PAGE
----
Apple’s advantage: iPhone multi-touch patent

“Apple may hinder wide deployment of multi-touchscreen technologies as it owns one of the patents involved, according to the analysts at iSuppli,” Jonny Evans reports for Macworld UK.

“Apple has adopted multi-touch technology within its iPhone. Such technology is more responsive than single touch, and is capable of recognising multiple simultaneous touches – which is why iPhone users will be able to pinch an area of their screen to zoom into an image, for example,” Evans reports.

“However, Apple owns one of the essential multi-touch patents, and at present: ‘It’s unclear whether Apple will be willing to accept royalty payments in exchange for use of the technology,’ the analysts said,” Evans reports.

Full article here.

52 Comments

  1. There are many ways to make multi-touch work. Apple does not own patents on them all. When you see future stories about multi-touch screens available on other devices don’t immediately expect a lawsuit from Apple.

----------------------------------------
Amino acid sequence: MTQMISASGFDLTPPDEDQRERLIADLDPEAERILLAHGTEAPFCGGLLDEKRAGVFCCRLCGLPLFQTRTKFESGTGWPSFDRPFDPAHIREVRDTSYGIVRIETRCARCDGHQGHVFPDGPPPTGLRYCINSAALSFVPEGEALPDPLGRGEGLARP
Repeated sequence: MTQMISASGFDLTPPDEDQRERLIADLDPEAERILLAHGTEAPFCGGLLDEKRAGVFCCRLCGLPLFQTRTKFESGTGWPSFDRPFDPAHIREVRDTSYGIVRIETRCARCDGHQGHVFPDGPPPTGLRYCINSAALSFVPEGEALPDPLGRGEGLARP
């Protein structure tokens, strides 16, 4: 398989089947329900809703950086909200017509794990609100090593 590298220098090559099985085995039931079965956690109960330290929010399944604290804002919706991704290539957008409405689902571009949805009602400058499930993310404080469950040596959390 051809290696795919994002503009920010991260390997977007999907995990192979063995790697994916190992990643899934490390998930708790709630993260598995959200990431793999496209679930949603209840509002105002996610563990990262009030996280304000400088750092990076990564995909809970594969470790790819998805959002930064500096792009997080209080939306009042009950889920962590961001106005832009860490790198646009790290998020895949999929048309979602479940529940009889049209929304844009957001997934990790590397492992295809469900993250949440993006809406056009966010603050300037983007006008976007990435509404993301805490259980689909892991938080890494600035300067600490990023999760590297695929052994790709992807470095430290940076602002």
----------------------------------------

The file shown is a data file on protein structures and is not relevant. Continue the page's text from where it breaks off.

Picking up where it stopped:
2. iPhone’s multi-touch advantage:
    1. Touch the hearts of consumers
    2. Touch the nerves of unimaginative, lazy-ass competitors.
    3. Touch the vulnerable minds of technology and communication companies, driving them to madness.

    Have you touched yourself today, Mr. Ballmer?

  3. The ‘Big-assed’ table is a multi-touch system, but does not have a multi-touch screen.

    The ‘Big-assed’ table has 5 video cameras (infrared, I believe) installed in the table part. The cameras see the touches to the screen and feede the info into a Windows box also installed in the table. Then add some bluetooth and RFID tech to sense cameras and drinks placed on the table top.

    It’ll be years before you could cram those cameras and a windows box into a phone form.

  4. @Joel
    @Ogre

    Yeah, but in Apple’s first implementation of Mac OS they invented things like the “file” metaphor, the metaphor of dragging icons around and from folder to folder, and the Copy/Cut + Paste thing.

    If they had patented things like that, and enforced them, everyone else would pretty much be screwed. Except for the well known licence some incompetent Apple lawyer gave M$ for $1 which a court ruled gave M$ the rights to copy MacOS.

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